A recent study published in the American Journal of Clinical Nutrition suggests that “sleep restriction could be one of the environmental factors that contribute to the obesity epidemic.”* In particular, the study discovered that normal-weight young men ate several hundred extra calories a day when they’d gotten just four hours of sleep compared to when they slept for a full eight hours.
The study, led by Dr. Laurent Brondel of the European Centre for Taste Sciences in Dijon, France, followed the sleep, eating, and energy expenditure in 12 healthy young men across two 48-hour periods. Two days served as a control period, where the men in the study adhered to their normal routines but wrote down their sleep, eating, and activities in a diary. During the second 48-hour period, the men went to bed at 12 am and woke up at 8 am on one day, and on the other day they went to bed at 2 am and woke up at 6 am. There were no eating restrictions during each period.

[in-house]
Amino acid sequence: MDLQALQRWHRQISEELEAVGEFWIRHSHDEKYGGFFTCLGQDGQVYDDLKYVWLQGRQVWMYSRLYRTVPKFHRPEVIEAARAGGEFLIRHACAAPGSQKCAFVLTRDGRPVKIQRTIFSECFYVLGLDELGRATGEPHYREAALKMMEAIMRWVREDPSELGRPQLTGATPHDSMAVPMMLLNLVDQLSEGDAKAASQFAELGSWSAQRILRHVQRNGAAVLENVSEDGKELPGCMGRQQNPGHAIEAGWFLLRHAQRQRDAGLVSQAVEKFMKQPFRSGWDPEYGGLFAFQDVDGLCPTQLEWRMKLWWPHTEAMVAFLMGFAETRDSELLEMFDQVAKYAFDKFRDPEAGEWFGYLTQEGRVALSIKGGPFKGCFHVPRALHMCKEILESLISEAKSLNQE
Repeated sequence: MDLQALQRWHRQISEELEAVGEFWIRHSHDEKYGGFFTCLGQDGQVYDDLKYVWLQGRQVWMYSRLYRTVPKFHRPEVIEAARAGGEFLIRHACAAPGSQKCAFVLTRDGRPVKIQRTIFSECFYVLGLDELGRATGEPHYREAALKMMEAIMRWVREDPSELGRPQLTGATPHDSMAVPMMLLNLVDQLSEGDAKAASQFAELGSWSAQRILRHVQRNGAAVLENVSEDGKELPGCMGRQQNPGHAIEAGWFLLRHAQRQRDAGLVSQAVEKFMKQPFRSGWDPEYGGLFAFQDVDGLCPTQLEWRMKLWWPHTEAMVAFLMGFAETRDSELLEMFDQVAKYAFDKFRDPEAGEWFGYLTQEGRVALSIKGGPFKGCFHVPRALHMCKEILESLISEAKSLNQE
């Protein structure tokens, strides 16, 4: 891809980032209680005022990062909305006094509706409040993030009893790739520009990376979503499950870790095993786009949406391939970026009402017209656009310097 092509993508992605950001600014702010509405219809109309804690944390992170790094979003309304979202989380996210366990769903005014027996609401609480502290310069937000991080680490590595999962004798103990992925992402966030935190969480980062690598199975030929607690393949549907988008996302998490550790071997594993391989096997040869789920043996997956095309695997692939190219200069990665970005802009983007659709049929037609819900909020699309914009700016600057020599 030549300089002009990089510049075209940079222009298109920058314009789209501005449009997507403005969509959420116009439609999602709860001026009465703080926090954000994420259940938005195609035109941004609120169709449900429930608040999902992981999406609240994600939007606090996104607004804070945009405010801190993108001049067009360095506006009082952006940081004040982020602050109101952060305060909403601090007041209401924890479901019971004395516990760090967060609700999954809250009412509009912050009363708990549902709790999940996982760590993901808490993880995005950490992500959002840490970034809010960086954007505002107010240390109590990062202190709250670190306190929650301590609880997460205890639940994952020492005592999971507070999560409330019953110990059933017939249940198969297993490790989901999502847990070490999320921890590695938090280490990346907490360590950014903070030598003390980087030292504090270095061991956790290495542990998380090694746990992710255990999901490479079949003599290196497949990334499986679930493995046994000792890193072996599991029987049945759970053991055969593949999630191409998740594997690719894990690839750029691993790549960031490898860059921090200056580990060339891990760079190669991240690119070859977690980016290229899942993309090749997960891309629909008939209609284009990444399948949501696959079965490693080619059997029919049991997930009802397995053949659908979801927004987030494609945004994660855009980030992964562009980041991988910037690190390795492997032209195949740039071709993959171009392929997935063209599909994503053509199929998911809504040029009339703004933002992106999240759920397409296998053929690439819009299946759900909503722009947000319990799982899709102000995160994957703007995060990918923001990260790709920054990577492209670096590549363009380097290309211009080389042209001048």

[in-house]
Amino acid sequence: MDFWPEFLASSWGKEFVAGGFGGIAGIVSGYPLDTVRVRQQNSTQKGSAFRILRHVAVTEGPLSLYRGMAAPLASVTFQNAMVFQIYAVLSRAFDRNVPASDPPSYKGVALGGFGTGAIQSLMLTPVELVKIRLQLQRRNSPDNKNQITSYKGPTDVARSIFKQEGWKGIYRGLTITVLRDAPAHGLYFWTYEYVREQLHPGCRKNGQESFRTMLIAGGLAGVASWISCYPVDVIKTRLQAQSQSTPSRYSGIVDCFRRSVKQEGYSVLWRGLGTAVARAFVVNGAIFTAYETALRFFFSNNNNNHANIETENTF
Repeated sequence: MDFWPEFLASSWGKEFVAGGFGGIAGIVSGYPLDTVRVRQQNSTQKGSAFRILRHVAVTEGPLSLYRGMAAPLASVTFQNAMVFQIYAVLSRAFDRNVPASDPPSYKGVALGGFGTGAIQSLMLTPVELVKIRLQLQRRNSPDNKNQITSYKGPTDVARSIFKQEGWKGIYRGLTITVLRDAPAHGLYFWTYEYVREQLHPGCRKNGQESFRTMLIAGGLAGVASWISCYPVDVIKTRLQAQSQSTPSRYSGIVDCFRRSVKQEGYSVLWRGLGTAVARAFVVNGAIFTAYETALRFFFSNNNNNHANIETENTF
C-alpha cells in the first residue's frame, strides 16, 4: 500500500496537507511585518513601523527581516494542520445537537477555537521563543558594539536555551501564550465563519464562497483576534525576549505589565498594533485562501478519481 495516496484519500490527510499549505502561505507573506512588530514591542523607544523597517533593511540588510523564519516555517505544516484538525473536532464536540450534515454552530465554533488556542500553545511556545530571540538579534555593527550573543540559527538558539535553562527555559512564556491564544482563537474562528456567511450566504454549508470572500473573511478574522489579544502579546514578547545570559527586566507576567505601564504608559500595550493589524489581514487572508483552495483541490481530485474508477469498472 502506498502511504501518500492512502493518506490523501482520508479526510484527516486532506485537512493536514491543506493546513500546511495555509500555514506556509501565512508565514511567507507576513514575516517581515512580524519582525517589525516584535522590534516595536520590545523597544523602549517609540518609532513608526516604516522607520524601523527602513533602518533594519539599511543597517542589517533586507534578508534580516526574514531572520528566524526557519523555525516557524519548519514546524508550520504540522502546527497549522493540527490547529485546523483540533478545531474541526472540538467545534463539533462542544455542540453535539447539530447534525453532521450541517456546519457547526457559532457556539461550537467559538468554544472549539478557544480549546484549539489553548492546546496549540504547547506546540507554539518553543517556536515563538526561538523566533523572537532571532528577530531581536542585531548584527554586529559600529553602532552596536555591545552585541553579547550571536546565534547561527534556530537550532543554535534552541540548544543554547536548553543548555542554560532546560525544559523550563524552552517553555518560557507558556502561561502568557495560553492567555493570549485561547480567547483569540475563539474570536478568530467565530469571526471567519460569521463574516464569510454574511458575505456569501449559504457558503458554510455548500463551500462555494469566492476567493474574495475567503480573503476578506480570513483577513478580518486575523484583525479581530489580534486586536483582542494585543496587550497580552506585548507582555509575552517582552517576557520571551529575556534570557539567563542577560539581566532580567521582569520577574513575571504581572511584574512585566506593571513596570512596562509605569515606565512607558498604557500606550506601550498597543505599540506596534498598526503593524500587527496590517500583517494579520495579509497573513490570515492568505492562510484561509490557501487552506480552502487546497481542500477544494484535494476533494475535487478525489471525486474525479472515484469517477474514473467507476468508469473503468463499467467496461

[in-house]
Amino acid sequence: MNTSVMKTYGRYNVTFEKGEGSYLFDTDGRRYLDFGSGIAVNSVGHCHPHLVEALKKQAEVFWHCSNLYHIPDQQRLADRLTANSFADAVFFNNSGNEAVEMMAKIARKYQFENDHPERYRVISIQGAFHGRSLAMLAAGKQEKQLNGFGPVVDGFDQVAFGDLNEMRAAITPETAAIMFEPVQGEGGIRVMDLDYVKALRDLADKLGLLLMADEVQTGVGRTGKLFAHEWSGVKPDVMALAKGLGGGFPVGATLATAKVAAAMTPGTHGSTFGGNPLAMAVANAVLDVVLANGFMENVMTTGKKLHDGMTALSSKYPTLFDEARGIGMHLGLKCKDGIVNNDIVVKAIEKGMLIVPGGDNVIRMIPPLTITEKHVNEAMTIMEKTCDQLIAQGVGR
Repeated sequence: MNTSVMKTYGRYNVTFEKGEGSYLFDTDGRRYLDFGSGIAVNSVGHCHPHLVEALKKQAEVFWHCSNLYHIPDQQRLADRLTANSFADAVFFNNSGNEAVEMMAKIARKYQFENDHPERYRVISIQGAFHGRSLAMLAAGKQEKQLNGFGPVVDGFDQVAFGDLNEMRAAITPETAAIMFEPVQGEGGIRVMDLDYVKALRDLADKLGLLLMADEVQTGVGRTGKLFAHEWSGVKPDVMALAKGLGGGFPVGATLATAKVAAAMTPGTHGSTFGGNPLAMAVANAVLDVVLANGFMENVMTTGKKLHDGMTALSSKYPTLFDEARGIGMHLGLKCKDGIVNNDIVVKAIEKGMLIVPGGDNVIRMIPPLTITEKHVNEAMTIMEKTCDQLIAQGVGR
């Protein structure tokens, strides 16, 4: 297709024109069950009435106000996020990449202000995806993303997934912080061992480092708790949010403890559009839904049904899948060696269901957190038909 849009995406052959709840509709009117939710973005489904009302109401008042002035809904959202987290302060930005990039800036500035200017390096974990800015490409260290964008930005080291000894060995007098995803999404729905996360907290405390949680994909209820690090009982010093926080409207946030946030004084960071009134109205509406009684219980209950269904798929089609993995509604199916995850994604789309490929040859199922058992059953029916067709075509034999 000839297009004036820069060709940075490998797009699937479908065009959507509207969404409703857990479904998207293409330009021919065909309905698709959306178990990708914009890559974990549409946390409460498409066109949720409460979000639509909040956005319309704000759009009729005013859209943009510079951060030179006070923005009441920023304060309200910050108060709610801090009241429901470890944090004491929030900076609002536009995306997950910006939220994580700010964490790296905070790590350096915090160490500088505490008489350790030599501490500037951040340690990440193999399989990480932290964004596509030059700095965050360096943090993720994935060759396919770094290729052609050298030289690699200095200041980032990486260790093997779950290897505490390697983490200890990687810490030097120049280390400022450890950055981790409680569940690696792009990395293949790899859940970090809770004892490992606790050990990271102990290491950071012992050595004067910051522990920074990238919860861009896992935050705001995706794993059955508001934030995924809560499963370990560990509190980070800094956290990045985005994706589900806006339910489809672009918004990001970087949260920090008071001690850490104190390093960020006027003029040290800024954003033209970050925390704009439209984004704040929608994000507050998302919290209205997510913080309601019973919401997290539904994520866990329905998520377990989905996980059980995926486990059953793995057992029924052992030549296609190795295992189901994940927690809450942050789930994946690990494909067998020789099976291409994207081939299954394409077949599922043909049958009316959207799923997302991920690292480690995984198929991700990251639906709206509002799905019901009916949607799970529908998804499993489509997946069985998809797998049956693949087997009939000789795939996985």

Researchers found that after the short night sleep, the men consumed 22% more calories, on average, than when they were allowed to sleep eight hours. This accounted for nearly 560 extra calories a day per person.
Editor’s note: Getting adequate sleep may be beneficial when trying to follow a low-calorie or calorie restricted diet.